Smith's Weekly

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Smith's Weekly was an Australian tabloid newspaper published from 1919 to 1950. An independent weekly published in Sydney, but read all over Australia, Smith's Weekly was one of Australia's most patriotic newspaper-style magazines.

History[edit]

The publication took its name from its founder and chief financer Sir James Joynton Smith,[1] a prominent Sydney figure during World War One, conducting fund-raising and recruitment drives. Its two other founders were theatrical publicist Claude McKay and journalist Clyde Packer, father of Sir Frank Packer and grandfather of media baron Kerry Packer. Sir Frank later formed the mighty Australian Consolidated Press, chief rival to Rupert Murdoch's News Limited.

Mainly directed at the male (especially ex-Servicemen) market, it mixed sensationalism, satire and controversial opinions with sporting and finance news. It also included short stories, and many cartoons and caricatures as a main feature of its lively format.[2]

One of its chief attractions in the 1920s was the Unofficial History of the A.I.F. feature, whose cartoons and contributions from returned soldiers helped perpetuate the image of the "digger" as an easy-going individual with a healthy disrespect for authority. It also worked hard to ensure that promises made to soldiers during hostilities were not swept aside in peacetime. Of particular concern was men affected by shellshock, a condition which was being minimised by some "experts" as deserving scorn rather than sympathy.[2] Staff cartoonists associated with this feature included the succession of Cecil Hartt, Frank Dunne and Lance Mattinson.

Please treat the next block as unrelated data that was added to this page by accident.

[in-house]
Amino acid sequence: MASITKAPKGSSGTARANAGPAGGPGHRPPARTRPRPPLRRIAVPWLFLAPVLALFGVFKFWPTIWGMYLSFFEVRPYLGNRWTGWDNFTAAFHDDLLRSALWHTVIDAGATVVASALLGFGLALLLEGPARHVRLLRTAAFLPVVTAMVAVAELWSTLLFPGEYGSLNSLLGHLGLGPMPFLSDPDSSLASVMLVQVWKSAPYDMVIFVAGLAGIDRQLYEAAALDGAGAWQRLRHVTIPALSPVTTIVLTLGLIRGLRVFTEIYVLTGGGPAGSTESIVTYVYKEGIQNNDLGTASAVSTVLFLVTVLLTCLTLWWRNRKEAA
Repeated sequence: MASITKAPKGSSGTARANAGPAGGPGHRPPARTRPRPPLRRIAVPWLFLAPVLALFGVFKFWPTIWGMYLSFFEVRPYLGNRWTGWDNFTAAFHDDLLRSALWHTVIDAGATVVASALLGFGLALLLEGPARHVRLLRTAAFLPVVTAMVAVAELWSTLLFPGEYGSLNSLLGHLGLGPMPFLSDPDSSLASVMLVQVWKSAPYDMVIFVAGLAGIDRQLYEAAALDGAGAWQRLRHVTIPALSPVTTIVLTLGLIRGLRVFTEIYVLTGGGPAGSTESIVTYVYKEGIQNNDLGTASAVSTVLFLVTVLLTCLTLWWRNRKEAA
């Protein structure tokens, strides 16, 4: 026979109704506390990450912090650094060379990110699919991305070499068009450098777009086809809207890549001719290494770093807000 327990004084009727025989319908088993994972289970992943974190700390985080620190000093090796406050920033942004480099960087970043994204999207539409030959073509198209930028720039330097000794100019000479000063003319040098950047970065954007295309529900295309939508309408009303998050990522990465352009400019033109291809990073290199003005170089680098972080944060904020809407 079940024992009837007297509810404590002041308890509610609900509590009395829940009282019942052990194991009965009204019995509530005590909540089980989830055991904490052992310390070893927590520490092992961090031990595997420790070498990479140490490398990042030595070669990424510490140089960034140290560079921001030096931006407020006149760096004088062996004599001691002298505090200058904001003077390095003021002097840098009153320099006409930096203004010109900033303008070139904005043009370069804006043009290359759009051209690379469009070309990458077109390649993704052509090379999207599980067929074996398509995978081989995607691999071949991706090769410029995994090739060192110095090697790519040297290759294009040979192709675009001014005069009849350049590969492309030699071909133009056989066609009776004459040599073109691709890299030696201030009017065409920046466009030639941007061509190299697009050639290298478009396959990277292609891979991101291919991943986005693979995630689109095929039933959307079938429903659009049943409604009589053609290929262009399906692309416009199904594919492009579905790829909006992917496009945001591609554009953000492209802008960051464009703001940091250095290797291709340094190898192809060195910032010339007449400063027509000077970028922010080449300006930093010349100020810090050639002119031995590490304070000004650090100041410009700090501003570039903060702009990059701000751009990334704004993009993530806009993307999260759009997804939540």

It also had a special Investigation department staffed by journalists with a bent for sleuthing. One of its many exposures is credited with dealing a fatal blow to the New Guard, an incipient fascist movement of the 1930s.

One of Smith's Weekly's innovations was, in conjunction with Union Theatres Ltd., the first "Miss Australia" beauty contest, selected from winners from each State. Prizes included a trip to America with ₤500 spending money, a screen test and paid speaking engagements. Winners were:

  • 1926: Beryl Mills of Geraldton, Western Australia; she married journalist Frank Davison of Smith's Weekly, her escort on the World Tour.
  • 1927: Phyllis von Alwyn of Launceston, Tasmania. The company which promised a motor car as part of the prize never delivered.[3] The winner of the "Miss New South Wales" heat was controversially changed at the last moment.[4]

The contest was then quietly dropped, but re-instituted in 1936 with much broader selection criteria, of which beauty was not mentioned. The judging panel was composed entirely of prominent women; the winner was Sheila Martin of Wagga, New South Wales. The prize for "Miss Australia 1937" was a trip to London to attend the Coronation of Edward VIII on 12 May 1937 (which instead became the coronation of George VI) followed by a tour of Canada and the United States.

Smith's Weekly staff included notable poet Kenneth Slessor as Editor, and cartoonists of the stature of George Finey, Emile Mercier and Stan Cross. It was a launching pad for two generations of outstanding Australian journalists and cartoonists.